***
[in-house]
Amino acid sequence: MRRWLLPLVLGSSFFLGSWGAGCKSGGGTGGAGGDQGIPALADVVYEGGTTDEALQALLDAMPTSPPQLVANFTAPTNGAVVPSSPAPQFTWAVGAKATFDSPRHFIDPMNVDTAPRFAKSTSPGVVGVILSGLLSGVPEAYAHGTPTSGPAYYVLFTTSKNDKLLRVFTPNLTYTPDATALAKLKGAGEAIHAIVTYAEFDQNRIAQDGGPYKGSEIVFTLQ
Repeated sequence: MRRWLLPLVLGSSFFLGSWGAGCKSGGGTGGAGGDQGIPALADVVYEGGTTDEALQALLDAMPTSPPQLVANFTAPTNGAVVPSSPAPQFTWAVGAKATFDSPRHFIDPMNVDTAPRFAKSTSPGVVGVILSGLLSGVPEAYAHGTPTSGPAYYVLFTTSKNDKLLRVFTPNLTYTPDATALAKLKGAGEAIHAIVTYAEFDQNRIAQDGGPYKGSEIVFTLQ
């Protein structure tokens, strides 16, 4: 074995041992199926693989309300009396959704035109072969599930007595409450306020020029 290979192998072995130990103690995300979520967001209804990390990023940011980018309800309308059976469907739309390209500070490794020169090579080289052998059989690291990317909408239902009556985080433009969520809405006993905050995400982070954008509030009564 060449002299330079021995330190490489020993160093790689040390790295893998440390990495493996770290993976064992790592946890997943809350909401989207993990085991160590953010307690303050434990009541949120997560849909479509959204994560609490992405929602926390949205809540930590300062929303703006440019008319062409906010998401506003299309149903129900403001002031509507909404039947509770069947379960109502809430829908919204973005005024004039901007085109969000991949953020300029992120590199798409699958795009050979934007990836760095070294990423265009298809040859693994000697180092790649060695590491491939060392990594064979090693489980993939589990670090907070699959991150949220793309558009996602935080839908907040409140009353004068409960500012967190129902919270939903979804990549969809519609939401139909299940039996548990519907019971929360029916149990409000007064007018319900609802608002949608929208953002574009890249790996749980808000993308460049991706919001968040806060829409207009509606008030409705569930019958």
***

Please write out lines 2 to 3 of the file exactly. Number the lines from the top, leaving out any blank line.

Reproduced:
Amino acid sequence: MRRWLLPLVLGSSFFLGSWGAGCKSGGGTGGAGGDQGIPALADVVYEGGTTDEALQALLDAMPTSPPQLVANFTAPTNGAVVPSSPAPQFTWAVGAKATFDSPRHFIDPMNVDTAPRFAKSTSPGVVGVILSGLLSGVPEAYAHGTPTSGPAYYVLFTTSKNDKLLRVFTPNLTYTPDATALAKLKGAGEAIHAIVTYAEFDQNRIAQDGGPYKGSEIVFTLQ
Repeated sequence: MRRWLLPLVLGSSFFLGSWGAGCKSGGGTGGAGGDQGIPALADVVYEGGTTDEALQALLDAMPTSPPQLVANFTAPTNGAVVPSSPAPQFTWAVGAKATFDSPRHFIDPMNVDTAPRFAKSTSPGVVGVILSGLLSGVPEAYAHGTPTSGPAYYVLFTTSKNDKLLRVFTPNLTYTPDATALAKLKGAGEAIHAIVTYAEFDQNRIAQDGGPYKGSEIVFTLQ